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Variations in the susceptibility to landslides, as a consequence of land cover changes: A look to the past, and another towards the future

Pisano, L., Zumpano, V., Malek, Ž., Rosskopf, C.M., Parise, M.
The Science of the total environment 2017 v.601-602 pp. 1147-1159
basins, climatic factors, cultivation area, forest fires, forests, inventories, land cover, land management, landscape management, landslides, pastures, shrublands, soil, Italy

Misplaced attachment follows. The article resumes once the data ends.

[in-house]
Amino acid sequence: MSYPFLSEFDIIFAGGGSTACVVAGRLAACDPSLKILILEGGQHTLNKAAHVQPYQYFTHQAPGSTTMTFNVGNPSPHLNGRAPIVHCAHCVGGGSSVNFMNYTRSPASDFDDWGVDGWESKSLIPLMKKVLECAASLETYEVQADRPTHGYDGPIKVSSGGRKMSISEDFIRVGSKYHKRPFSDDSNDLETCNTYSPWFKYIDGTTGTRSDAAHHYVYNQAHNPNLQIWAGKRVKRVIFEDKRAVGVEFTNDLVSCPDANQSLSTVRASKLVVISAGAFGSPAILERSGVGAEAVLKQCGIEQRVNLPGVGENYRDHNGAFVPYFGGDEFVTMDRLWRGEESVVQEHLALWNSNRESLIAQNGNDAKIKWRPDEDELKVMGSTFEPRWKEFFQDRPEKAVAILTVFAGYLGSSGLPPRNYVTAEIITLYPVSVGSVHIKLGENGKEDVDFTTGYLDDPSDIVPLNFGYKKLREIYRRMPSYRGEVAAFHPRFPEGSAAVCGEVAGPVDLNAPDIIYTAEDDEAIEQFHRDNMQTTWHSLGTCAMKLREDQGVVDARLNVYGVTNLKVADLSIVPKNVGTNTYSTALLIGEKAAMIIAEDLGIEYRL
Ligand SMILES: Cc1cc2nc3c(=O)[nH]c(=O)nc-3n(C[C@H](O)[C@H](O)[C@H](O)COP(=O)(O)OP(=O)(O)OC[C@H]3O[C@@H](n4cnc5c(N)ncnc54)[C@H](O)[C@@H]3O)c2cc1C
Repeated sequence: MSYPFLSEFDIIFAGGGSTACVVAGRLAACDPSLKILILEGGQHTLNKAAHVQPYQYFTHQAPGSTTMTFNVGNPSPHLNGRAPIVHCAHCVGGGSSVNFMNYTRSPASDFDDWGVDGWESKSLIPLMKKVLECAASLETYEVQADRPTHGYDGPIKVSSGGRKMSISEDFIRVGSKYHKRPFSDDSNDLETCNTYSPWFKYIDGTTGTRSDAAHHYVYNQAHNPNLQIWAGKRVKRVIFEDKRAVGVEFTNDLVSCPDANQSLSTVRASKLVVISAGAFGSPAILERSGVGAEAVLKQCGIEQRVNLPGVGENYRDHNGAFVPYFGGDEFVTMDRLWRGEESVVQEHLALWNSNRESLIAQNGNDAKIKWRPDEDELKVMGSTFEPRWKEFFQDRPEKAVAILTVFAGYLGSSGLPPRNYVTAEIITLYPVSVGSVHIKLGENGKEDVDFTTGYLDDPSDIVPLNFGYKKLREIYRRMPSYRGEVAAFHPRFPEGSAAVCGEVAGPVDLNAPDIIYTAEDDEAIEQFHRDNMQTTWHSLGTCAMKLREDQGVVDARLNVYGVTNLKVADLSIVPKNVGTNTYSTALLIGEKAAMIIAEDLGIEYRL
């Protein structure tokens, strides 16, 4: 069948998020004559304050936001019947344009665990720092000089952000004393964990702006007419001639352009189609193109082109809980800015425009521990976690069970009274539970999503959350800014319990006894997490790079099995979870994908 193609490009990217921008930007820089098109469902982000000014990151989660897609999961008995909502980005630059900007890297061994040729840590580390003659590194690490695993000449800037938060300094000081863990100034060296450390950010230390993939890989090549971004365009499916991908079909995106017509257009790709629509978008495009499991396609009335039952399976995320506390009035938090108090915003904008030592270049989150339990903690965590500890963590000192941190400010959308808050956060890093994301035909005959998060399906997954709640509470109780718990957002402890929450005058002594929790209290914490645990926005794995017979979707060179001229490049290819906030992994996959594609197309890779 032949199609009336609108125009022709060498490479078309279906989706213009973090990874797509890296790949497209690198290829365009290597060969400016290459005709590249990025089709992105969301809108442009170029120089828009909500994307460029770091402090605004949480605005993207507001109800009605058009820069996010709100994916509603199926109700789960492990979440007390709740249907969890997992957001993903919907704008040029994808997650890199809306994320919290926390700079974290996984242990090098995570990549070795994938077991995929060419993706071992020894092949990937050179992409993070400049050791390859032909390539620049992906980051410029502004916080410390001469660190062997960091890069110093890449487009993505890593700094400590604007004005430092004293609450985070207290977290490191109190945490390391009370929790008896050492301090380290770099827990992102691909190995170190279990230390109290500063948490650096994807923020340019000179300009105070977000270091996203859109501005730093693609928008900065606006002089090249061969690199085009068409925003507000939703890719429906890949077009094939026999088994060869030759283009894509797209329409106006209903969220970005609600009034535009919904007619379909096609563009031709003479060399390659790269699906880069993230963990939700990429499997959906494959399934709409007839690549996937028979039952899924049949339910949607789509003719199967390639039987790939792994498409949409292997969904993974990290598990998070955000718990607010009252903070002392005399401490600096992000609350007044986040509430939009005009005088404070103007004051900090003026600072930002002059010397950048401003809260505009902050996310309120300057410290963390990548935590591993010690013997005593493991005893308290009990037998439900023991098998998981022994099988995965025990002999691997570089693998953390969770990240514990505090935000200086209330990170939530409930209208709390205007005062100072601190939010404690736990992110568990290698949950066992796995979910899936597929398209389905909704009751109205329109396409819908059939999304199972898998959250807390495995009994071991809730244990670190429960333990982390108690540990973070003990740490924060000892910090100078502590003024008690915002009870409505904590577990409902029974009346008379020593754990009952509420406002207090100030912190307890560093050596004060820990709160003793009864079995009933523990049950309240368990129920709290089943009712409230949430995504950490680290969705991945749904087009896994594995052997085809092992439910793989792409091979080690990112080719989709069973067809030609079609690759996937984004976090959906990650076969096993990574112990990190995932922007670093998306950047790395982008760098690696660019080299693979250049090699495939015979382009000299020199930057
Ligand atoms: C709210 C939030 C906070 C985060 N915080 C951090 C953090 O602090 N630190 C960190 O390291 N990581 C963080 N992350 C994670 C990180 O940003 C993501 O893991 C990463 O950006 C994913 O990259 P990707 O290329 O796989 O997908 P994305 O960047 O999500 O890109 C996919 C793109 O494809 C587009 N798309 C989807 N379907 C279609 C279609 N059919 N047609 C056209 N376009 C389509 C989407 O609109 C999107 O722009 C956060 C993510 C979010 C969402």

Land cover is one of the most important conditioning factors in landslide susceptibility analysis. Usually it is considered as a static factor, but it has proven to be dynamic, with changes occurring even in few decades. In this work the influence of land cover changes on landslide susceptibility are analyzed for the past and for future scenarios. For the application, an area representative of the hilly-low mountain sectors of the Italian Southern Apennines was chosen (Rivo basin, in Molise Region). With this purpose landslide inventories and land cover maps were produced for the years 1954, 1981 and 2007. Two alternative future scenarios were created for 2050, one which follows the past trend (2050-trend), and another one more extreme, foreseeing a decrease of forested and cultivated areas (2050-alternative). The landslide susceptibility analysis was performed using the Spatial Multi-Criteria Evaluation method for different time steps, investigating changes to susceptibility over time.The results show that environmental dynamics, such as land cover change, affect slope stability in time. In fact there is a decrease of susceptibility in the past and in the future 2050-trend scenario. This is due to the increase of forest or cultivated areas, that is probably determined by a better land management, water and soil control respect to other land cover types such as shrubland, pasture or bareland. Conversely the results revealed by the alternative scenario (2050-alternative), show how the decrease in forest and cultivated areas leads to an increase in landslide susceptibility. This can be related to the assumed worst climatic condition leading to a minor agricultural activity and lower extension of forested areas, possibly associated also to the effects of forest fires. The results suggest that conscious landscape management might contribute to determine a significant reduction in landslide susceptibility.